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See what's going on in the Kafka community this month

In this 27th edition of the Kafka Monthly Digest, I’ll cover what happened in the Apache Kafka community in April 2020.

For last month’s digest, see Kafka Monthly Digest: March 2020.


2.5.0: After 4 Release Candidates, David Arthur released Apache Kafka 2.5.0 on April 15. This new minor version brings a number of interesting features. A blog post was published on the Apache blog, and as always the full release notes are available on The release plan is on the wiki.


  • Progress on the removal of Zookeeper: This release includes some of the items required for KIP-500 (KIP-543, KIP-555)
  • Support for TLSv1.3. In addition, TLSv1 and TLSv1.1, now considered unsecured, are disabled and only TLSv1.2 is enabled by default (KIP-553)
  • Upgraded Zookeeper to 3.5.7. Kafka can also be configured to communicate over TLS with Zookeeper (KIP-515)
  • Scala 2.11 is no longer supported. Only Scala 2.12 and 2.13 (support added in Kafka 2.4.0) are now supported (KIP-531)
  • Kafka clients can now advertise their name and version. This allows administrators to monitor clients used by their users (KIP-511)
  • The Kafka Protocol is friendlier with L7 Proxies. The protocol is now self-explanatory and can easily be decoded by Layer 7 proxies (KIP-559)


  • Improve reliability of idempotent/transactional producer (KIP-360)
  • Improve metadata lookups in producer (KIP-526)
  • Add Reset/List offsets operations to AdminClient (KIP-396)
  • Added replica assignment operations to AdminClient (KIP-455


  • Use robin-round for assigning partitions in MirrorMaker 2. This can significantly improve the load balancing of Mirroring tasks especially with topics with few partitions (KAFKA-9352)


  • Co-groups for Kafka Streams. This simplifies aggregating multiple streams together with the DSL (KIP-150)
  • Add toTable() to the DSL. This allows translating a stream of events into a changelog topic (KIP-523)
  • Allow state stores to serve stale reads during rebalance. Instead of failing Interactive Queries during a rebalance, this allows you to favor availability over consistency (KIP-535)


Last month, the community submitted 17 KIPs (KIP-586 to KIP-603 and 600 was skipped), and these are the ones that caught my eye.

These 3 KIPs are part of the ongoing effort to replace Zookeeper by a Self-Managed Metadata Quorum.

  • KIP-589 Add API to update Replica state in Controller. At the moment, when a log directory fails, brokers notify the controller via a write to Zookeeper. To transition away from Zookeeper, the community decided to only allow the Controller to write to Zookeeper. Hence, this KIP introduces a new RPC, ReplicaStateEvent, that will enable brokers to report failed log directories without using Zookeeper.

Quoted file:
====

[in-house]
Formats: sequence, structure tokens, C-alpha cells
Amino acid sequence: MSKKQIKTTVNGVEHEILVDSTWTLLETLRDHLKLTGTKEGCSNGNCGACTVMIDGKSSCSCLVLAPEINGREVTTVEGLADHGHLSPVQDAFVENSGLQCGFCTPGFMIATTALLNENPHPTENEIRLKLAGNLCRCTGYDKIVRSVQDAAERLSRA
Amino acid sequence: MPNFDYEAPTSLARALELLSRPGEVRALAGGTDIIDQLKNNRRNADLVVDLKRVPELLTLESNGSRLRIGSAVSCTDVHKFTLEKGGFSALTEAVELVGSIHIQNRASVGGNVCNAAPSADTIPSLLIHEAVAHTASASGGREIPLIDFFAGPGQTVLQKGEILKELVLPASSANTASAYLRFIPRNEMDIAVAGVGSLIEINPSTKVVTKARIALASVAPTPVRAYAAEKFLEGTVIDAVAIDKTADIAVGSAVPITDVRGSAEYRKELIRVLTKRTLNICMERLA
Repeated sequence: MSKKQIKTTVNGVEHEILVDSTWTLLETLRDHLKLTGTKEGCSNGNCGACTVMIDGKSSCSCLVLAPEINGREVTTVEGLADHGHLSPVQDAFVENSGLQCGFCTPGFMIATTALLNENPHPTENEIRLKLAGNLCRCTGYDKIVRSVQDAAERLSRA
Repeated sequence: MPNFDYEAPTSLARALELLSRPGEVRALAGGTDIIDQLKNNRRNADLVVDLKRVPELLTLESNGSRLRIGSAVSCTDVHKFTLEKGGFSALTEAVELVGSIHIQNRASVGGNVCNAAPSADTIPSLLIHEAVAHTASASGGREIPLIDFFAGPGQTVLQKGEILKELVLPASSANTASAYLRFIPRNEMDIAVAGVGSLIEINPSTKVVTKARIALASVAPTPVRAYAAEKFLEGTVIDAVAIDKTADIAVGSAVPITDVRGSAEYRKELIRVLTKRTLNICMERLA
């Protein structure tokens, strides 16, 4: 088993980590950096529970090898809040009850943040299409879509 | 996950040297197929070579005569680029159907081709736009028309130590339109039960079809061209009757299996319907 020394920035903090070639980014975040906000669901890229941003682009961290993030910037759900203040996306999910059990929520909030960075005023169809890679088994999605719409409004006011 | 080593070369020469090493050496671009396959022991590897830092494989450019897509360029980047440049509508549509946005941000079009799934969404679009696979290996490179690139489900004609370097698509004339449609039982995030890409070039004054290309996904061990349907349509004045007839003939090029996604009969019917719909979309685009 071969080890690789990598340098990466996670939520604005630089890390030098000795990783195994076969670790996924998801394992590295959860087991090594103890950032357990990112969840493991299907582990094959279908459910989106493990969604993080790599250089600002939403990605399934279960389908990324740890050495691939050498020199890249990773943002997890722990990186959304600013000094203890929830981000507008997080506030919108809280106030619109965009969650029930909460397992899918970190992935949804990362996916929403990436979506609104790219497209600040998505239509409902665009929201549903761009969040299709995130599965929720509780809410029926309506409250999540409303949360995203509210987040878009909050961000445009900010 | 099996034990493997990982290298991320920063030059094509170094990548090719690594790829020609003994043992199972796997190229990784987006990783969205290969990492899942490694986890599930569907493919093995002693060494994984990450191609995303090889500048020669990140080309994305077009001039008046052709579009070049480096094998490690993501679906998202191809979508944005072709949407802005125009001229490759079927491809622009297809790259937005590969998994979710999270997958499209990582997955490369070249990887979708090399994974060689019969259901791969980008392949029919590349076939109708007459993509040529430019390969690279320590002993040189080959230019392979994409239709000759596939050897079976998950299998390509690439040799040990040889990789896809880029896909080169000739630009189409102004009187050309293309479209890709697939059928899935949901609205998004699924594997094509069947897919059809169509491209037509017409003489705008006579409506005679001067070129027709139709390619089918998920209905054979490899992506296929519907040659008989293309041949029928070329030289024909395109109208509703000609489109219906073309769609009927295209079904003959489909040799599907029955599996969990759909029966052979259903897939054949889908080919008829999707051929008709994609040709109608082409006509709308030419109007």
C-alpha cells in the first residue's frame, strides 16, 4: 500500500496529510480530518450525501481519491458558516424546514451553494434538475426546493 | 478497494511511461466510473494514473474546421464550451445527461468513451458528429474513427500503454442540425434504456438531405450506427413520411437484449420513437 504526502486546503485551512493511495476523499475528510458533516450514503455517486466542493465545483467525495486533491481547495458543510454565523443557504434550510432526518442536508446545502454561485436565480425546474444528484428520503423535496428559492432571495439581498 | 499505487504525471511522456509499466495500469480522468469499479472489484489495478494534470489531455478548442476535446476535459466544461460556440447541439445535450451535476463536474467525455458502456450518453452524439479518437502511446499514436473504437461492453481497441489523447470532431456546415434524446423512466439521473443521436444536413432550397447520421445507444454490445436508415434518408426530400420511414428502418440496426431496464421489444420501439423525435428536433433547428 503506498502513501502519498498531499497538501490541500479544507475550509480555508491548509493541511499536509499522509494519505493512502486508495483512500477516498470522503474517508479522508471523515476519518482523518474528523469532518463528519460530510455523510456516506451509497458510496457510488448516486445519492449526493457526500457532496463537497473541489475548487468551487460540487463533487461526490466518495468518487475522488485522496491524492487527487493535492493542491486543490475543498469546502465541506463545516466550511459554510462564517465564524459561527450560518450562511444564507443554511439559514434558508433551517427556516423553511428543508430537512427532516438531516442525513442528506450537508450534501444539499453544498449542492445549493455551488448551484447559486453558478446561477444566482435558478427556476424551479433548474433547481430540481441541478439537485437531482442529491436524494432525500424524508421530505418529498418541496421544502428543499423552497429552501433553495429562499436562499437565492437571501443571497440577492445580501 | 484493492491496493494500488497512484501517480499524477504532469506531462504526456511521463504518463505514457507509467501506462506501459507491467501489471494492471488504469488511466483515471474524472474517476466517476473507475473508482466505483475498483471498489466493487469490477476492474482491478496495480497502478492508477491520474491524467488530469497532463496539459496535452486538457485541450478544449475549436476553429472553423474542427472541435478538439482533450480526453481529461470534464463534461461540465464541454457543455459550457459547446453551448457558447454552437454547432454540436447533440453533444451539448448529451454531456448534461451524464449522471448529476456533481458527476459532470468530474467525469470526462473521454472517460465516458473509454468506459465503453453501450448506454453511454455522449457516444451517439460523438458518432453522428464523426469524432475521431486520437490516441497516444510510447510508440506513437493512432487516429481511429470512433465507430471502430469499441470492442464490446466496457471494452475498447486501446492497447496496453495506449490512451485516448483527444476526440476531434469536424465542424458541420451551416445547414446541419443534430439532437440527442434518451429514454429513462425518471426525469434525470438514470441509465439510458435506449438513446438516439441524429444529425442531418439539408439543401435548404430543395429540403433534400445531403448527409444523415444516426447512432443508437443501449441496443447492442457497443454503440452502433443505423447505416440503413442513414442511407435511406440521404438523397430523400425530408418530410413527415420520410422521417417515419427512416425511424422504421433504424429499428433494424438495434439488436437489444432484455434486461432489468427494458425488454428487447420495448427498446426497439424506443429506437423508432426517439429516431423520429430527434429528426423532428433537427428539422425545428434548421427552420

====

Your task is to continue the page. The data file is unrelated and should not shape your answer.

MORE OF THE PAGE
• KIP-590: Redirect Zookeeper Mutation Protocols to The Controller. Like the previous KIP, this is addressing some of the use cases where brokers are writing to Zookeeper. This KIP proposes introducing a new RPC, Envelope, that brokers will use to forward requests mutating Zookeeper to the controller.

  • KIP-595: A Raft Protocol for the Metadata Quorum. Currently, Kafka relies on Zookeeper consensus protocol to enforce consistent replication semantics. This KIP introduces a new consensus protocol, heavily based on Raft, that Kafka will use to keep its current semantics and guarantees without using Zookeeper. It covers with details the proposed protocol and new RPCs and it is a great read if you’re interested in Distributed Systems.

Other KIPs:

  • KIP-598: Augment TopologyDescription with store and source / sink serde information. When building complex Kafka Streams topologies, it can be hard to visualize the exact flow of data through all the processors. Fortunately, Streams can generate a TopologyDescription that is human readable. This KIP proposes to enhance TopologyDescription to include the SerDes used for keys and values by all Sink, Source, and Store operators.

  • KIP-599: Throttle Create Topic, Create Partition and Delete Topic Operations. Administrative operations such a topic/partition creation and topic deletion are handled by the cluster controller. When done in large volume, these operations can noticeably impact the controller performance. For example, creating or deleting 5000 topics can take several minutes to complete during which the controller cannot handle any other events. This KIP proposes adding a throttling mechanism similar to the existing Quotas to allow administrators to control the rate of topic/partition creations and topic deletions.

Community Releases

In this section, I will cover releases of some community projects. This only includes projects that are Open Source.

  • librdkafka 1.4.0. Librdkafka is a third party client in C/C++. It’s one of the most advanced and performant library after the official Java client and many third party client are based on it. In addition to a number of fixes and small improvements, this new version introduces the Transactional Producer API and adds support for static group membership and client name/version reporting. At the same time, confluent-kafka-python, confluent-kafka-dotnet, and confluent-kafka-go were updated to use this new release of librdkafka.

  • node-rdkafka 2.8.0. This new version of node-rdkafka is now based on librdkafka 1.3.0. It also added support for Node.js v13 and includes a major update of its TypeScript definitions.


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